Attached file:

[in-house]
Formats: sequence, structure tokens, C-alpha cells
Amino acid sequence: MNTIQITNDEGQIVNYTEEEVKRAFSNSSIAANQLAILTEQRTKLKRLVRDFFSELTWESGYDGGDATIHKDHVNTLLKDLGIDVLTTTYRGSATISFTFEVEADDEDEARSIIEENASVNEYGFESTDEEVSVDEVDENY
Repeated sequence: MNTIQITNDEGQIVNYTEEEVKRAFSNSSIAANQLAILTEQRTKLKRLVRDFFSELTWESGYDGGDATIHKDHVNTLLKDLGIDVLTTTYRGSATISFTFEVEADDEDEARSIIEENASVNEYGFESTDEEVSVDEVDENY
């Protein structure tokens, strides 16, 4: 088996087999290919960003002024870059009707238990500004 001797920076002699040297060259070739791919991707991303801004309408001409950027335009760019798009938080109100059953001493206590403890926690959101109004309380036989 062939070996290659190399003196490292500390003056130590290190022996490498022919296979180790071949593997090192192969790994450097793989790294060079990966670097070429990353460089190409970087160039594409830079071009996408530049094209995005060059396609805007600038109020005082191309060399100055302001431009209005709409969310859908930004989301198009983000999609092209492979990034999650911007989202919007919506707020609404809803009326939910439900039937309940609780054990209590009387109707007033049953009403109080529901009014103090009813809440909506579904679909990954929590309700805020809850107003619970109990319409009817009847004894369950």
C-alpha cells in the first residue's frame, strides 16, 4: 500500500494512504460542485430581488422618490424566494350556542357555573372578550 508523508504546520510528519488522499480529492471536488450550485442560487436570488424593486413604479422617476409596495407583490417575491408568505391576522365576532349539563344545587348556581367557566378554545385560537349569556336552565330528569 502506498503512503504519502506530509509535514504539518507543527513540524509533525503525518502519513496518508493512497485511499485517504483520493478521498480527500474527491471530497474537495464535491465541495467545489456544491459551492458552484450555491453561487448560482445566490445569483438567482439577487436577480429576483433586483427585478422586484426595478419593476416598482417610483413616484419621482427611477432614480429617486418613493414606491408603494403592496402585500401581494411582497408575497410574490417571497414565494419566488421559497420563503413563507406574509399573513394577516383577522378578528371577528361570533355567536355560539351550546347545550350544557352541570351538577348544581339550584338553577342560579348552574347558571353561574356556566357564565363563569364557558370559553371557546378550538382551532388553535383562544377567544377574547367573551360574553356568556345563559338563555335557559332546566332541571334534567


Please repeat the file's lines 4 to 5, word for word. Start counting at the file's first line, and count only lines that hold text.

Repeated sequence: MNTIQITNDEGQIVNYTEEEVKRAFSNSSIAANQLAILTEQRTKLKRLVRDFFSELTWESGYDGGDATIHKDHVNTLLKDLGIDVLTTTYRGSATISFTFEVEADDEDEARSIIEENASVNEYGFESTDEEVSVDEVDENY
């Protein structure tokens, strides 16, 4: 088996087999290919960003002024870059009707238990500004 001797920076002699040297060259070739791919991707991303801004309408001409950027335009760019798009938080109100059953001493206590403890926690959101109004309380036989 062939070996290659190399003196490292500390003056130590290190022996490498022919296979180790071949593997090192192969790994450097793989790294060079990966670097070429990353460089190409970087160039594409830079071009996408530049094209995005060059396609805007600038109020005082191309060399100055302001431009209005709409969310859908930004989301198009983000999609092209492979990034999650911007989202919007919506707020609404809803009326939910439900039937309940609780054990209590009387109707007033049953009403109080529901009014103090009813809440909506579904679909990954929590309700805020809850107003619970109990319409009817009847004894369950």